Gaunt noted that the entire Cabinet meeting would be devoted to digital priorities to provide a context for a common understanding of the choices in where we put staff resources in the best interests of our user community. This discussion should also inform our decision of whether we can invest in the Kuali OLE build project at this time.
Gaunt thanked everyone who came to State of the Libraries; will explore other locations that have opportunities for videoconferencing to the other campuses.
There is a review of Web-scale discovery tools – Summon, EBSCO Discovery Services, and WorldCat Local – in the July 2010 issue (v. 12#1) of the Charleston Advisor. The article gives a good overview of the merits of each; none provide complete coverage of all resources.
The choices we make in determining what we will do related to digital projects – developing our information technology infrastructure, digitizing collections, providing a new digital service, improving our website, etc., are staff intensive, and occasionally require the purchase of equipment or an investment in software. Some projects cannot be started without the "scaffolding" in place, which means that other work must be done first before the real project can start. The staff we have to put towards one project may be the same staff we need for another, so we can’t do both at the same time. This requires project sequencing. Other projects can go on simultaneously because different staff are involved, or the same staff are not required to invest all of their time in a single project. Our choices and priorities should be made with the user in mind – what is the best investment we can make to improve information access for learning or research – balanced against technology changes that will improve staff workflow. These choices need also to be made in the context of staffing resources to make it happen. In most cases, the projects involved will require central staff support.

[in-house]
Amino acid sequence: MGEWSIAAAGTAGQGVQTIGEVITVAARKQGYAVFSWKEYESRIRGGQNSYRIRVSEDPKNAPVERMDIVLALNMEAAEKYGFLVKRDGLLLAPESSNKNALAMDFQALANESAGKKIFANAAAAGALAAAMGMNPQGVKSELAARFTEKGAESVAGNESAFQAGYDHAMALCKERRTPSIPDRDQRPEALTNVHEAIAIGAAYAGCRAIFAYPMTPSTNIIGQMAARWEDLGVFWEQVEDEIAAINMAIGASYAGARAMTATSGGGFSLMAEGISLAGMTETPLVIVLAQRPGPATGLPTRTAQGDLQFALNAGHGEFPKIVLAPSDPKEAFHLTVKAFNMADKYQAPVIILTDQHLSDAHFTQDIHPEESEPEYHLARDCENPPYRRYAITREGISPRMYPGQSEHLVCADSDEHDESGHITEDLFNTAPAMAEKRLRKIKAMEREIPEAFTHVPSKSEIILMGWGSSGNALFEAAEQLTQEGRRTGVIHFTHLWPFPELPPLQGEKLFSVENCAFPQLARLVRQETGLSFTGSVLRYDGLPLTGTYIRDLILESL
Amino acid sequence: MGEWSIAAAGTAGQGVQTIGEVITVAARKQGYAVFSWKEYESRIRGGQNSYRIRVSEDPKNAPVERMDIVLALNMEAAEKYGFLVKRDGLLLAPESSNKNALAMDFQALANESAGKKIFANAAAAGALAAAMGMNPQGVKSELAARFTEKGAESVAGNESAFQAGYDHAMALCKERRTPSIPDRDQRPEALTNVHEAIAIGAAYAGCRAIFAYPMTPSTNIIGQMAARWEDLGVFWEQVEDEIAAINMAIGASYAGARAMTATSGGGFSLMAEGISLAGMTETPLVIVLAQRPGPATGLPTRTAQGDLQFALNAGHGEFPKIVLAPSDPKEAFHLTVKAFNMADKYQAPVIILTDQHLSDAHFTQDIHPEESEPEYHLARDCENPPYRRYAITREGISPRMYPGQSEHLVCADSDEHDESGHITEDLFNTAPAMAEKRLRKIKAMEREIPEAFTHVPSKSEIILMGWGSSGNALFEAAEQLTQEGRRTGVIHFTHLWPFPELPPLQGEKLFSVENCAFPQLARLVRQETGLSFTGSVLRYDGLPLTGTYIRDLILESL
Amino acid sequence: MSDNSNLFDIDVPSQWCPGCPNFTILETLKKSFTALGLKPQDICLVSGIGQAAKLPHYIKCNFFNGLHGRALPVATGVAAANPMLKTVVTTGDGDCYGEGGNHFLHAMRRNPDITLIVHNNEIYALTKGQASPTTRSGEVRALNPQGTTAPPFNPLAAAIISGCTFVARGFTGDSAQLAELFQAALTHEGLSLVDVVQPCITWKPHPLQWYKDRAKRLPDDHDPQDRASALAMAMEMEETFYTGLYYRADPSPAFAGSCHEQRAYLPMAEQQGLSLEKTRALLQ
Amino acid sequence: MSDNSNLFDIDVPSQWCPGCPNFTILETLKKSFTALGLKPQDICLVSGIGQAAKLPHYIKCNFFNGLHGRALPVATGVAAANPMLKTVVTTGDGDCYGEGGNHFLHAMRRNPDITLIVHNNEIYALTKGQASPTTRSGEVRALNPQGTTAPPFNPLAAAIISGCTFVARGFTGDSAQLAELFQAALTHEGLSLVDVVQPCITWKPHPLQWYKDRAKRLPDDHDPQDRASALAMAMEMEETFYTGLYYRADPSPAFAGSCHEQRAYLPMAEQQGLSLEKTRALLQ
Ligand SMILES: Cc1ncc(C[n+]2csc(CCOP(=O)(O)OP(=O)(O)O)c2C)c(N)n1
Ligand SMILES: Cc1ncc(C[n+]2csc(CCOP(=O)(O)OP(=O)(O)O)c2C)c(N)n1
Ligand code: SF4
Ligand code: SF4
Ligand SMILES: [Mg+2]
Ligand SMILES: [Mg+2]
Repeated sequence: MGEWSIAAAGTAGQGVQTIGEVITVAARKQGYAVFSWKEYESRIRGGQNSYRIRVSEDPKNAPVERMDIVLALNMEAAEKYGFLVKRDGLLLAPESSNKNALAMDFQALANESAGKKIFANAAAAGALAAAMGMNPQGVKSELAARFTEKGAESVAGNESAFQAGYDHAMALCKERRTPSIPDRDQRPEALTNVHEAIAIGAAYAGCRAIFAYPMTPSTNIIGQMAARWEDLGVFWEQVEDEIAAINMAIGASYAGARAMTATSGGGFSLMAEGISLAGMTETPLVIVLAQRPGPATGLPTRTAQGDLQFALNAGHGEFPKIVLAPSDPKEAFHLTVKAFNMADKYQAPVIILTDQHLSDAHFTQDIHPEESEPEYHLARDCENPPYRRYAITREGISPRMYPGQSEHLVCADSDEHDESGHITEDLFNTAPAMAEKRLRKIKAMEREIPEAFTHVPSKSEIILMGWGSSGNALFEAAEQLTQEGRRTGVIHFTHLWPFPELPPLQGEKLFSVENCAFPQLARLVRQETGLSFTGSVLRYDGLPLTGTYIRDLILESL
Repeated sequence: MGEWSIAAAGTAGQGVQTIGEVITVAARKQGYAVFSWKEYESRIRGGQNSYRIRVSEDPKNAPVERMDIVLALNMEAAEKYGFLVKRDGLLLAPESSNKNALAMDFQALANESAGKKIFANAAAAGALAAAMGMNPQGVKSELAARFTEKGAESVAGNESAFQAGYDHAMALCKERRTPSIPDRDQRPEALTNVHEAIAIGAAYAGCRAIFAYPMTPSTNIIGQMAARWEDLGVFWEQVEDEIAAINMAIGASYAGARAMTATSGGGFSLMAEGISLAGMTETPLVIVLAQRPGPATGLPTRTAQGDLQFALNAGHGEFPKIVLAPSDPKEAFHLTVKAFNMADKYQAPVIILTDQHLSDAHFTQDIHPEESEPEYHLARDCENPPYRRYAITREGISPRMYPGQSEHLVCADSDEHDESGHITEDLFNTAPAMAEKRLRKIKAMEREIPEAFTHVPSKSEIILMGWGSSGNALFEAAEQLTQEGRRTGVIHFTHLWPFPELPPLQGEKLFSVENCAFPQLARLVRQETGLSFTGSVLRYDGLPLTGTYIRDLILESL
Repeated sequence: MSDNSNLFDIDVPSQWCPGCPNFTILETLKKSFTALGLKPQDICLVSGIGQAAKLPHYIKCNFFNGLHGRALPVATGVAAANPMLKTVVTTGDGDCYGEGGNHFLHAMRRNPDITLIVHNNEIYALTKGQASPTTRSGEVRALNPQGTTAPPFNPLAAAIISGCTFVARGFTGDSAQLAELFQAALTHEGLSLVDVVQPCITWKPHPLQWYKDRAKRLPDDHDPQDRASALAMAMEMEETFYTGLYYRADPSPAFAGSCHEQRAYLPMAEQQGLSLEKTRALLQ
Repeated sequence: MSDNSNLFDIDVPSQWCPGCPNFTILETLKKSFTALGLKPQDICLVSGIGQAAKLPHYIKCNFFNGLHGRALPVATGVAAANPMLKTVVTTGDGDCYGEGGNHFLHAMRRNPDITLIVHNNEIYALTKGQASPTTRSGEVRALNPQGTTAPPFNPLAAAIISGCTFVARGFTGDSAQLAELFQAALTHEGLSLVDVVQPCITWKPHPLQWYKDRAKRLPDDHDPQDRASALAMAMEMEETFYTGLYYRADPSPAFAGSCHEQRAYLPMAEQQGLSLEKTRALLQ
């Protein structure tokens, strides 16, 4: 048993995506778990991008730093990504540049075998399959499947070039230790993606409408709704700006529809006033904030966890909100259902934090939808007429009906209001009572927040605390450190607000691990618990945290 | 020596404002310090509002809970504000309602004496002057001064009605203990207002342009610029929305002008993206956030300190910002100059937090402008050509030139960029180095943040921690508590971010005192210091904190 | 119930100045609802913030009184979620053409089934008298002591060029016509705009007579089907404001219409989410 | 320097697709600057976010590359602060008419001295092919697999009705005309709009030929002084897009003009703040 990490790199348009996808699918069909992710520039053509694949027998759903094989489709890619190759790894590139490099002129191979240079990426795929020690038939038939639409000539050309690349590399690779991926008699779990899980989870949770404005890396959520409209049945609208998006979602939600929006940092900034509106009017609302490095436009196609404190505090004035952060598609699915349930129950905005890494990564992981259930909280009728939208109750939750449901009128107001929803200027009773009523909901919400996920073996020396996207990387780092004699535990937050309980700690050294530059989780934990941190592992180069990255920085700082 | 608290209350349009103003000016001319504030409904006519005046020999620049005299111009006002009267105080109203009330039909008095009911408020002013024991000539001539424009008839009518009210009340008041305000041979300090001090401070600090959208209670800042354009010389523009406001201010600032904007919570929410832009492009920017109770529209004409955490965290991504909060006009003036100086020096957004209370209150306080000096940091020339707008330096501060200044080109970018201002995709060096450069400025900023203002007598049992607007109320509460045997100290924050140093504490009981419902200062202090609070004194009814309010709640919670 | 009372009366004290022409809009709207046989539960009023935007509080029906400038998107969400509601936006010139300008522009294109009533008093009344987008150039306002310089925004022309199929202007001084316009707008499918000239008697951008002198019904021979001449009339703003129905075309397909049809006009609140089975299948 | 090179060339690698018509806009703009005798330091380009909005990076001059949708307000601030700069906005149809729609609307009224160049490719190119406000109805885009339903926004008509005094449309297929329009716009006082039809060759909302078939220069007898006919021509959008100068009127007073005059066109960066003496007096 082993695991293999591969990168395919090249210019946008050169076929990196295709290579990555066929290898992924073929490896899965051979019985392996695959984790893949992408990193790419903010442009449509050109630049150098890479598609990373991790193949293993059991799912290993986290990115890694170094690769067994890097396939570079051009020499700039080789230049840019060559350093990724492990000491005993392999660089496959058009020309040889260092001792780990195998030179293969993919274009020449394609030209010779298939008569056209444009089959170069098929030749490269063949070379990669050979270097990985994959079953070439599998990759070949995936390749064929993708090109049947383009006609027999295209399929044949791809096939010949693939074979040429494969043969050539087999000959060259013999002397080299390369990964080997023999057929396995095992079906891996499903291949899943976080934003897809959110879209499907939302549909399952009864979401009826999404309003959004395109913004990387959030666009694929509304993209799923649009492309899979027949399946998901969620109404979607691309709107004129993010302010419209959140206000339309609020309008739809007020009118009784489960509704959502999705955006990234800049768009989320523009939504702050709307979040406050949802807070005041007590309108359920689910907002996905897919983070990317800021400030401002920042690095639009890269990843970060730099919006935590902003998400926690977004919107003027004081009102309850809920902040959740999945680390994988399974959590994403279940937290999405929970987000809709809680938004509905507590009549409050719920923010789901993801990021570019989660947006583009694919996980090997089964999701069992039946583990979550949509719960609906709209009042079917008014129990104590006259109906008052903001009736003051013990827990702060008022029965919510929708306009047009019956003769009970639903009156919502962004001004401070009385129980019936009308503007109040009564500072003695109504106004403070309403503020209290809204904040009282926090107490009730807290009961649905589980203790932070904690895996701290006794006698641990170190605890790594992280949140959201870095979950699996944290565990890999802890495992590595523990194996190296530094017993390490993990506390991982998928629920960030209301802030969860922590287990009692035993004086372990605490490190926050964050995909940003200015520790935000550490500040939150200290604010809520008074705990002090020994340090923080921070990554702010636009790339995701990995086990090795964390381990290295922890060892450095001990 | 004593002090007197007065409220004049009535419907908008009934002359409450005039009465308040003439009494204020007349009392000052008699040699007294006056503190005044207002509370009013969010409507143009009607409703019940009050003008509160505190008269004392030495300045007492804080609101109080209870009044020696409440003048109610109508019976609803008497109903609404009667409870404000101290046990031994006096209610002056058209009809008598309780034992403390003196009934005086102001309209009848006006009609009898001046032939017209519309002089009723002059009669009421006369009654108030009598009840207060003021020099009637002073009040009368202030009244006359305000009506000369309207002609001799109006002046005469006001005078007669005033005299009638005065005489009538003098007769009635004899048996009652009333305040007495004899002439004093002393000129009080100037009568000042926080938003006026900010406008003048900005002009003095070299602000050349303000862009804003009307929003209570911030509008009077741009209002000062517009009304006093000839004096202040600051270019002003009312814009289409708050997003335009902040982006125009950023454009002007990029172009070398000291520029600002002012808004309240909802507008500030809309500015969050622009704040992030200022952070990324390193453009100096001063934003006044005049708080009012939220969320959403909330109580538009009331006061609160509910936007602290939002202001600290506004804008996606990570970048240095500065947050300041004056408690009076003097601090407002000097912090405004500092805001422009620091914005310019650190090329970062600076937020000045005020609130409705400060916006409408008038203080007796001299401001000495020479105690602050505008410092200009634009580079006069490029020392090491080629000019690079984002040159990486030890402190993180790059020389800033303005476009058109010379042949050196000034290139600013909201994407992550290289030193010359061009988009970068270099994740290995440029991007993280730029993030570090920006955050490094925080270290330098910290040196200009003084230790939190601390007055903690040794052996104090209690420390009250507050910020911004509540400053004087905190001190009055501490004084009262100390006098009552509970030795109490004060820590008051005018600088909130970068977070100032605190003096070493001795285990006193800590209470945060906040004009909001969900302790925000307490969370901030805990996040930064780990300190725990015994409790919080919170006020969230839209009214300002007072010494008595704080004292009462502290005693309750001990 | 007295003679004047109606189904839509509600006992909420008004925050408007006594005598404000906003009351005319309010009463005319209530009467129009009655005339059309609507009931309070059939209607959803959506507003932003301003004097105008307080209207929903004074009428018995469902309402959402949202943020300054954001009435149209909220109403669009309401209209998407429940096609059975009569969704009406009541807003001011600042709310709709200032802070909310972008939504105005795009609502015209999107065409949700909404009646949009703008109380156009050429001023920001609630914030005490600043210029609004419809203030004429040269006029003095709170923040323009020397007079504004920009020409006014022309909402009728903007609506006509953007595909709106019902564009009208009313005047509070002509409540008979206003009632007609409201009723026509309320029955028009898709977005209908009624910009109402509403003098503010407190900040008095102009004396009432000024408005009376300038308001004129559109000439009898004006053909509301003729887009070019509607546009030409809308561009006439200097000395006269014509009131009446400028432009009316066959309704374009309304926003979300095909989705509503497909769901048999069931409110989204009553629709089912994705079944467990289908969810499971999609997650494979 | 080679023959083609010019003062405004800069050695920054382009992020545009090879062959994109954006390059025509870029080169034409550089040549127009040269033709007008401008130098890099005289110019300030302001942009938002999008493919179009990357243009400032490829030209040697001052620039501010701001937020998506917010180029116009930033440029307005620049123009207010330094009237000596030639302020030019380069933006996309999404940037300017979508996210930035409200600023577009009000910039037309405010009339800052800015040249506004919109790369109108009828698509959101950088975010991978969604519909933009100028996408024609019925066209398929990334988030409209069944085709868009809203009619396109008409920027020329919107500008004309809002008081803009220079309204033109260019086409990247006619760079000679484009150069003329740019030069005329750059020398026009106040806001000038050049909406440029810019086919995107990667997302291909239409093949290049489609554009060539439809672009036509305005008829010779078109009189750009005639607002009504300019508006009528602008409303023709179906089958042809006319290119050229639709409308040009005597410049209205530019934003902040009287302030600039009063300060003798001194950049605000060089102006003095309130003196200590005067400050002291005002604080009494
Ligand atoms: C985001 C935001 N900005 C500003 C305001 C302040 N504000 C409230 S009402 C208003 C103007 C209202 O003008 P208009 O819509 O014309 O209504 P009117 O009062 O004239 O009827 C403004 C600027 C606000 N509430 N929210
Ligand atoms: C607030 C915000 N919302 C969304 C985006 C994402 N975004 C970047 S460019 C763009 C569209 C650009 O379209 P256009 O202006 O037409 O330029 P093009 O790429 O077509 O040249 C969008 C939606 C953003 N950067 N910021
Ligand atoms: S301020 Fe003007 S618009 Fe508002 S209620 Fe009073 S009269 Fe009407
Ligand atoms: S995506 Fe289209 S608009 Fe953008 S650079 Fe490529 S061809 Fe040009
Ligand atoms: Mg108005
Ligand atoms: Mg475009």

Cabinet brainstormed about all the areas of potential interest to get a perspective of the environment for change—from services, website, digitizing collections, RUcore, discovery tools, portals, e-journals, data, digital exhibitions, databases, instructional technology, etc. While some of the areas where we want to change will become priorities in the strategic plan, we will need a process for determining proprieties for specific digital projects, many of which come from university faculty. Most projects cannot be completed without central technology support, and because some involved sustainability, they present a long-term investment. We agreed to have a separate discussion related to process.
As background for the Cabinet discussion, Agnew distributed to Cabinet a "Strawman for Kuali Cabinet Discussion," which also had been uploaded to Sakai. Agnew explained that the genesis of this discussion is that in 2007, we were invited to participate in the OLE design project for an open source new library system; a number of staff were involved for two years. Because we were being supported by Mellon, we were given a time framework and guidelines about software development that would fit Mellon's priority for developing a complete higher education suite for managing all the processes of the university. Mellon had funded two projects that Rutgers is using – Sakai and university portals (Uportals). Rutgers is one of the heaviest Sakai users, and our portal "My Rutgers", which is probably the most popular tool on campus, is a Uportals implementation.